Combatting suicide

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Despite high military suicide rates, veterinarians are still more likely to be victims of suicide. Why?

Dr. Dean ScottA widely read study concluded veterinary professionals are four times as likely to die by suicide than the general population. Another study about suicide in the military cites that military members are twice as likely to do so than the general population. 

Really? We are even more likely than military members to commit suicide? I was in the Army Veterinary Corps for five years. When I think of the list of potentially most-stressful occupations, being in the military is on it.

If I compare my day-to-day veterinary job with that of a soldier at a forward operating base in Afghanistan, away from his family, in hostile territory, there is no doubt that the soldier is, hands-down, operating under more stress than me. So, why the disparity in suicide rates? I think the answer lies in the mental attitude prior to entering either field.

When people enter the military, there is an understanding of what they may be getting themselves into, no matter how sublimated. The training that soldiers undergo lays the groundwork for the discipline, mental and emotional buttressing needed to complete their jobs and their missions. There is also a support system in place where soldiers help each other or can seek help for mental health issues, though many feel more could be done.

When people enter the veterinary field, we are flat-out not prepared for the mental stress that the job entails. We approach the field in a very emotional way. When I was a teenager, some veterinarians gave soft warnings about the job, but what I have encountered was so much more than they hinted at.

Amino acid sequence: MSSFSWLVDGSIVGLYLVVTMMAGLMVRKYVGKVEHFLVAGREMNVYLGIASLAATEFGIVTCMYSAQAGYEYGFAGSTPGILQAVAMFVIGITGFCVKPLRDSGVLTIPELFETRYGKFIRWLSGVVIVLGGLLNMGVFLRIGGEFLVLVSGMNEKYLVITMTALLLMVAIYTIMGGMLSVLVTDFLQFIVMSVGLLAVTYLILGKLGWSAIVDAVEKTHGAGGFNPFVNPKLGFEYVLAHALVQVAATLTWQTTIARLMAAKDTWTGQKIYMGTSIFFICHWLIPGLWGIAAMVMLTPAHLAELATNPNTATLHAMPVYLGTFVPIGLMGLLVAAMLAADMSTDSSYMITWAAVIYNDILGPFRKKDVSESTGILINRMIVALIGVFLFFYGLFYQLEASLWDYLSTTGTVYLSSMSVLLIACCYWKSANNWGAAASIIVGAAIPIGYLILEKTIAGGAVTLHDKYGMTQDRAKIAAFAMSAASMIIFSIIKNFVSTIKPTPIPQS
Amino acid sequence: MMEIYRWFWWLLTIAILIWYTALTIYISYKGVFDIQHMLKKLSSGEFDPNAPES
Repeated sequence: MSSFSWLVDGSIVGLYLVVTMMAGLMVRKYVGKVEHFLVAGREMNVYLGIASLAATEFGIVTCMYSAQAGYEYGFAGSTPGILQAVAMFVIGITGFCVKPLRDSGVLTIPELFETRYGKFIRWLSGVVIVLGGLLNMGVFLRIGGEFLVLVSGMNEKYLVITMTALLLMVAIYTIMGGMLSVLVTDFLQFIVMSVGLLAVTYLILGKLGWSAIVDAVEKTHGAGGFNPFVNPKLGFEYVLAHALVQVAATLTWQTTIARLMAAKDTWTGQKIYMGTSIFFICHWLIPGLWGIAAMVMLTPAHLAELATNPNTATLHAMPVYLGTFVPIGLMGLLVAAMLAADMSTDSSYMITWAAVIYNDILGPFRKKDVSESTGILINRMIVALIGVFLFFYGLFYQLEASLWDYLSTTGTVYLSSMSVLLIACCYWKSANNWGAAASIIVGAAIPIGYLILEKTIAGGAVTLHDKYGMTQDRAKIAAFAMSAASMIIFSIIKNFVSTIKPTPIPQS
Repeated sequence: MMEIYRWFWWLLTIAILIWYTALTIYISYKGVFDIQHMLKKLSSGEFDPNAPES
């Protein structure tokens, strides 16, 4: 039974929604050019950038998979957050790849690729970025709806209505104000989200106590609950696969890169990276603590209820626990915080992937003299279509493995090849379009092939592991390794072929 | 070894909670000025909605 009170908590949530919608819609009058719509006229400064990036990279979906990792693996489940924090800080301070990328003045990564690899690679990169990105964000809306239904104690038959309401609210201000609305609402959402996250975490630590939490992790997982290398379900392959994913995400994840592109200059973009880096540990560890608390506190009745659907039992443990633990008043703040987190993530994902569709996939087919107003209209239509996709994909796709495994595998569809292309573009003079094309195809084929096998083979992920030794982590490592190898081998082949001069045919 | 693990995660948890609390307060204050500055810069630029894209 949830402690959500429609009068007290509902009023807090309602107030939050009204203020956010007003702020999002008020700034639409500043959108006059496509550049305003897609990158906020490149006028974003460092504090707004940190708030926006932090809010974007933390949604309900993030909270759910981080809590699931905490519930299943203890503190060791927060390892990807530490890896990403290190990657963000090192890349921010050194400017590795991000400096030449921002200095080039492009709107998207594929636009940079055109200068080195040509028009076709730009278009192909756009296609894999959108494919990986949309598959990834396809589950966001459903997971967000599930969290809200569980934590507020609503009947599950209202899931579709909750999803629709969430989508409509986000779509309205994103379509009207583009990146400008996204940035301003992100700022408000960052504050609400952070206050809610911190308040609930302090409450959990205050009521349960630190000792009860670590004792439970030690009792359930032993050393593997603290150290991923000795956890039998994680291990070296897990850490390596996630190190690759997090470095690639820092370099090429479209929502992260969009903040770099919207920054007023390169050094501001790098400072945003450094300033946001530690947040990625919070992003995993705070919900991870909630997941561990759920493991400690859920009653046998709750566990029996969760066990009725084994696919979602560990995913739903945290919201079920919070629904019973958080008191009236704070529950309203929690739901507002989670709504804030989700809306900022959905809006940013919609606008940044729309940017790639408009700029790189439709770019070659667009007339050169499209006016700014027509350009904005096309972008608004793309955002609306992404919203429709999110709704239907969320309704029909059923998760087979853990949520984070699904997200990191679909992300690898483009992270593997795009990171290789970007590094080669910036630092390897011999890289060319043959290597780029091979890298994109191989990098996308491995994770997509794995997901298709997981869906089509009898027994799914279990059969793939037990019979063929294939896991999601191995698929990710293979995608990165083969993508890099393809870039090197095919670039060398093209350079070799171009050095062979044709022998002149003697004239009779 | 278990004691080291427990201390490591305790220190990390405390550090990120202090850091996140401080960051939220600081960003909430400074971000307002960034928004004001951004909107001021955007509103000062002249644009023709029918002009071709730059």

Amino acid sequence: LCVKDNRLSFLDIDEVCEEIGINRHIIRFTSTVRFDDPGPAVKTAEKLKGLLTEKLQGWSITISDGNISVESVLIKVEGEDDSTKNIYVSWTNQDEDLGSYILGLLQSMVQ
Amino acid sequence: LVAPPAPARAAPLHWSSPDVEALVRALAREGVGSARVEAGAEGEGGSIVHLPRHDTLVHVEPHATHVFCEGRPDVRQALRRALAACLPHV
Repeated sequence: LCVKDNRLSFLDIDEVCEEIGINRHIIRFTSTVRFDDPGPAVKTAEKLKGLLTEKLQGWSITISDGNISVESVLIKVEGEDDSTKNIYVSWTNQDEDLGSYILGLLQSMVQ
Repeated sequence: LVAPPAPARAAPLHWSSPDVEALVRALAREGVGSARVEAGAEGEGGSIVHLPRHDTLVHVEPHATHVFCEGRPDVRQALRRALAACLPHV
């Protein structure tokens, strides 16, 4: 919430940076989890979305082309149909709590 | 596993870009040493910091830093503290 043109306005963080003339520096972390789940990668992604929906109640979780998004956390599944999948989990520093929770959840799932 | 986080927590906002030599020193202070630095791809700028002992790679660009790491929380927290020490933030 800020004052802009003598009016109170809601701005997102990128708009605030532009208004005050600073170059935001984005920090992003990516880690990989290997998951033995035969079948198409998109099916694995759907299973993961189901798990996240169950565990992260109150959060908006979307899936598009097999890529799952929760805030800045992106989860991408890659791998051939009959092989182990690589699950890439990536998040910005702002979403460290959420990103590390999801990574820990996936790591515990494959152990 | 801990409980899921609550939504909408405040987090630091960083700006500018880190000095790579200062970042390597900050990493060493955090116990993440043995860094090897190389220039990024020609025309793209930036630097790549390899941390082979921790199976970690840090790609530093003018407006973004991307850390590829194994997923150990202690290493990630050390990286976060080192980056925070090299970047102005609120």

Veterinary academia does a poor job of preparing us to deal with the public as the devouring beast that it is. We enter the field unprepared for the amount of passive neglect we see, the people who don't give even minimal care to sometimes very serious problems, the amount of animosity toward us, the bullying we are subjected to (both personally and anonymously), and the amount of negotiating we do just to provide an animal with some kind of relief.

So, the difference, I believe, in the comparative suicide rates has to do with expectations and preparedness. We in the veterinary community are often caught flat-footed when our years of training and our earnest, honest approach in trying to give care to animals is met with disdain, resistance or an uncaring eye. 

We are given no tools or insight as to how to mitigate our stress and how that stress is compounded by the number of hours many of us work. There are resources available, but the time committment needed to get help is, in itself, stressful. I'm not sure how much vet schools have changed in 22 years, but I doubt many places are dealing with this subject in-depth.

 Yet, we need to. We have to do a better job of not necessarily “deterring” people from the field, but giving them more realistic expectations. We need to get our members to understand that they are human and, therefore, imperfect. We need to apply the motto “first, do no harm” to ourselves. 

A graduate of UC Davis School of Veterinary Medicine, Dr. Dean Scott has enjoyed 35 years in the veterinary profession, including five years with the U.S. Army Veterinary Corps. He now practices small animal medicine at Animal Clinic of Brandon in Brandon, Florida.

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